3 Model

In this section, we present our model Hibert. We first introduce how documents are represented in Hibert. We then describe our method to pre-train Hibert and finally move on to the application of Hibert to summarization.

Figure 1: The architecture of Hibert during training. is a sentence in the document above, which has four sentences in total. is masked during encoding and the decoder predicts the original .

3.1 Document Representation

Let denote a document, where is a sentence in and a word in . Note that following common practice in natural language processing literatures, is an artificial EOS (End Of Sentence) token. To obtain the representation of , we use two encoders: a sentence encoder to transform each sentence in

to a vector and a

document encoder to learn sentence representations given their surrounding sentences as context. Both the sentence encoder and document encoder are based on the Transformer encoder described in vaswani:2017:nips. As shown in Figure 1

, they are nested in a hierarchical fashion. A transformer encoder usually has multiple layers and each layer is composed of a multi-head self attentive sub-layer followed by a feed-forward sub-layer with residual connections

He et al. (2016) and layer normalizations Ba et al. (2016). For more details of the Transformer encoder, we refer the interested readers to vaswani:2017:nips. To learn the representation of , is first mapped into continuous space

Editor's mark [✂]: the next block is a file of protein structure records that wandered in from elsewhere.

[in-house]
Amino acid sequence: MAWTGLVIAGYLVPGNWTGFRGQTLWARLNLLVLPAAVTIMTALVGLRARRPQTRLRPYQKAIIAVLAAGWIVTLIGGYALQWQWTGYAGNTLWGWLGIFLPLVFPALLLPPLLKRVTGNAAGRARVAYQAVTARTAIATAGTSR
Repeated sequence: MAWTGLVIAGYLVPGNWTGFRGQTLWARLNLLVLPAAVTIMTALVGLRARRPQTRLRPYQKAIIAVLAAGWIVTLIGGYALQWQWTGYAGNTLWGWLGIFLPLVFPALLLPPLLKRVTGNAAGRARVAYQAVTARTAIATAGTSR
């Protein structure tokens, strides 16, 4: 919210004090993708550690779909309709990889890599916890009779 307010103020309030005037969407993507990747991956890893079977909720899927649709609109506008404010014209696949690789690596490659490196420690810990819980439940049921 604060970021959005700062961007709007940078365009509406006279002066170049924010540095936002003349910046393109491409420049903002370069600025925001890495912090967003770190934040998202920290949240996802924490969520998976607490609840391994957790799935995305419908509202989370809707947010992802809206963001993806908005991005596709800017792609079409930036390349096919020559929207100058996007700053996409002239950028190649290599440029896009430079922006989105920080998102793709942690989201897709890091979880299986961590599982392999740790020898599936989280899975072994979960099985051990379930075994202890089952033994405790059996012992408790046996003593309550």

where and are the word and positional embeddings of , respectively. The word embedding matrix is randomly initialized and we adopt the sine-cosine positional embedding Vaswani et al. (2017)111We use the sine-cosine embedding because it works well and do not introduce additional trainable parameters.. Then the sentence encoder (a Transformer) transforms

into a list of hidden representations

. We take the last hidden representation (i.e., the representation at the EOS token) as the representation of sentence . Similar to the representation of each word in , we also take the sentence position into account. The final representation of is


Note that words and sentences share the same positional embedding matrix.

In analogy to the sentence encoder, as shown in Figure 1, the document encoder is yet another Transformer but applies on the sentence level. After running the Transformer on a sequence of sentence representations , we obtain the context sensitive sentence representations . Now we have finished the encoding of a document with a hierarchical bidirectional transformer encoder Hibert